A little over a week ago, cameraman Halsey Fulton and I traveled to Block Island to film a new episode of ENE TV. Thankfully, the weather cooperated, and we were treated to two days of sunny weather with temperatures in the low-70s—ideal conditions for a fall visit to Block Island. Early to mid-fall truly is the best time to visit Block if you want to experience its natural beauty while being able to find a few open restaurants and hotels. The crowds of summer have dissipated, the waters are warm enough for swimming, the fishing is at its best, and the streets of Old Harbor are uncongested.
After disembarking from the Block Island Ferry in Old Harbor, Halsey and I headed north on Corn Neck Road for a meeting with Kim Gaffett of the Block Island Nature Conservancy at their Lapham House property—home to the Conservancy’s bird-banding station. October is prime time to observe birds on Block, as many migratory species visit the island to rest and refuel for the remainder of their southerly migration. Kim’s main job at this time of year is capturing and banding as many birds as she can, and we got to film her at work as she checked the mist nest that are strung throughout the Lapham trails. Birds become entangled in the nets as the travel at night, so Kim needs to check them several times each day. On our visit, the nets were empty save for a single yellow-bellied sapsucker. Kim gently untangled the woodpecker and placed it in a small bag, which calms the bird once it’s deprived of light.
Back at the Lapham House, we filmed Kim banding some birds she had captured earlier that morning and recording their weight, size, and fat content. She told us that she often recaptures birds she has previously banded, which is not surprising given that she has banded over 40,000 birds during her career, starting in 1981!
After the bird-banding session, Halsey and I drove to the Hodge Family Wildlife Preserve for a short hike with Scott Comings, Associate State Director of The Nature Conservancy in Rhode Island. This 25-acre parcel of protected land on the north end of the island features rolling meadows filled with wildflowers and native grasses, interspersed by hummocks of shrubs and trees. All of it serves as habitat for numerous bird species and the Block Island meadow vole. Wide, well-groomed walking paths lead down to a small freshwater pond, which hosts large flocks of sea ducks during the winter, as well as bittern, blue heron and egret during summer and early fall.
Following our short amble with Scott, we met Jessica Willi, Executive Director of Block Island Tourism, for a stroll through the “Labyrinth”—a public art installation aimed at promoting mindfulness. Jess also told us about the Glass Float Project, in which 550 hand-blown glass balls made to resemble the glass net floats once used by Japanese fishermen are hidden in public spaces around the island. The floats are numbered, dated, and stamped with the likeness of Block Island, and are considered rare collectibles. Jess revealed that people travel to the island from all over the country in their quest to find one of the floats.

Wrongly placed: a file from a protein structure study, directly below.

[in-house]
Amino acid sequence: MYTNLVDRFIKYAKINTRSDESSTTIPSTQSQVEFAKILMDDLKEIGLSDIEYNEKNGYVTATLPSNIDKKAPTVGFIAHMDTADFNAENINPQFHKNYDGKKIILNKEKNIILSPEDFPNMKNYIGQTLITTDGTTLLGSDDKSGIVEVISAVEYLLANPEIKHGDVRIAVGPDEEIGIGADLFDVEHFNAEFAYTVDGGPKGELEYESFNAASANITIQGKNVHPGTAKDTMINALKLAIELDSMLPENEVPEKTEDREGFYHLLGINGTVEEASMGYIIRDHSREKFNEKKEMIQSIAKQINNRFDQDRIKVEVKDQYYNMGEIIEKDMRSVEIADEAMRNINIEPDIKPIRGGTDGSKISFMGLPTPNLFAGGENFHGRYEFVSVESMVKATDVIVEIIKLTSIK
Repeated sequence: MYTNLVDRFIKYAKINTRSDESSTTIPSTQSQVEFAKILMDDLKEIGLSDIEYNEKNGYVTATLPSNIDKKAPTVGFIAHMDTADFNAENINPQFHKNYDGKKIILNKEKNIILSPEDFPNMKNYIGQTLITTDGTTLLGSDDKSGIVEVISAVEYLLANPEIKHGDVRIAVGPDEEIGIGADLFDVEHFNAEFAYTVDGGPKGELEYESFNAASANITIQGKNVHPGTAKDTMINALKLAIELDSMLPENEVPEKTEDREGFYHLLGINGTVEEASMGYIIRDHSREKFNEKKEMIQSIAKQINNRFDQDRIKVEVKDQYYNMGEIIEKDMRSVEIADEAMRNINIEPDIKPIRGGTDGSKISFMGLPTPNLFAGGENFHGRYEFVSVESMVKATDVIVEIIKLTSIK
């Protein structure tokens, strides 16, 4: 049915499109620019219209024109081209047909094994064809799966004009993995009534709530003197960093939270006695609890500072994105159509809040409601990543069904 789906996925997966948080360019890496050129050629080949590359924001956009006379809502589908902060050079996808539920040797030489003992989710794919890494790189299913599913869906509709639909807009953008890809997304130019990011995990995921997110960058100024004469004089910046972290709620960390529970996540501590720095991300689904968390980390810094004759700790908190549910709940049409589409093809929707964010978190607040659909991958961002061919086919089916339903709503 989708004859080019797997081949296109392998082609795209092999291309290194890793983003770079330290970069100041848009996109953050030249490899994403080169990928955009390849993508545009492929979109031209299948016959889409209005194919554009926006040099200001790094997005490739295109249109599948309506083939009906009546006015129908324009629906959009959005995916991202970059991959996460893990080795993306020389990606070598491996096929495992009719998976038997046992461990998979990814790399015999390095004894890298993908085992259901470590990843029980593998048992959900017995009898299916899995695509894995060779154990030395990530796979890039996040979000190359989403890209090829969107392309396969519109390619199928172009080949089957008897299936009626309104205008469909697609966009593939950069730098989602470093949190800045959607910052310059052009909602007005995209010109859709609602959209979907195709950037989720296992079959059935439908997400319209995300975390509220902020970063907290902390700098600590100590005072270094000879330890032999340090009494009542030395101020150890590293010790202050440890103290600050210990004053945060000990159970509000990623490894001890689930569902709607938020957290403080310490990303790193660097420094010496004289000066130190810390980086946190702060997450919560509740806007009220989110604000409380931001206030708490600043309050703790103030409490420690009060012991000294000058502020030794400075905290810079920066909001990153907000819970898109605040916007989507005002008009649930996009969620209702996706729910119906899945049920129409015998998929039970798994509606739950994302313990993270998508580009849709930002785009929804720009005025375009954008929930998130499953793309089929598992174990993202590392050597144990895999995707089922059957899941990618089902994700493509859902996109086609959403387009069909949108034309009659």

The next morning, we rose at 5:00AM to meet with local fisherman Hank Hewitt, who led us to one of his secret surfcasting spots. I first met Hank in 2020, and his infectious enthusiasm for all things fishing continues to amaze! After casting Hank’s handcrafted plugs for two hours with only a few strikes, we moved to a different spot on the southeast side of the island. However, more hours of hurling plugs failed to produce a single striped bass or even a bluefish for the camera. As we packed up to leave, Hank suggested we change tactics and try for false albacore, which had been feeding inside the inlet to Great Pond. We were game, but it would have to wait until we completed our next mission—filming at Southeast Lighthouse.
This well-known beacon was built in 1875 and remains unique among lighthouses in terms of its architecture and design. In 1993, the entire brick and granite structure was moved 300 feet north from the eroding bluffs to save it from tumbling into the sea. All this and much more we learned from docent Jim Milner, a font of lighthouse lore! Jim showed us around the recently restored interior of the lighthouse keepers’ quarters, featuring exhibits and artifacts on daily lighthouse activity before the light was automated in the 1930s. He also showed us the tower and lantern room with its massive first-order Fresnel lens.
With our lighthouse tour completed, we had just a few hours to complete the fishing segment before our ferry left for Point Judith. So we raced to New Harbor and met Hank at the Coast Guard Station parking area. Wasting no time, we rigged our fly rods and headed to the nearby beach that borders the inlet to the Great Salt Pond. A school of false albacore erupted close to shore as soon as we arrived, and it seemed as if the stage was set for success; however, repeated casting over the next 90 minutes proved fruitless. Then, just as we were about to pull the plug on the whole operation, a pod of albies popped up 20 feet from where I stood. I flipped the fly into the fray and immediately hooked up. Some 10 minutes later, I slid the six-pound albie ashore, removed the hook, and sent it back into the channel. It was my very fish “shore ‘core.”
I’ve learned from past episodes that you can’t expect fish to cooperate for the camera. But sometimes, if you’re lucky or try hard enough, or both, it all comes together. In this case, I’ll chalk it up to perseverance, hope, and the magic of fall on Block Island! You will see it for yourself when the episode premieres on December 11 on NESN.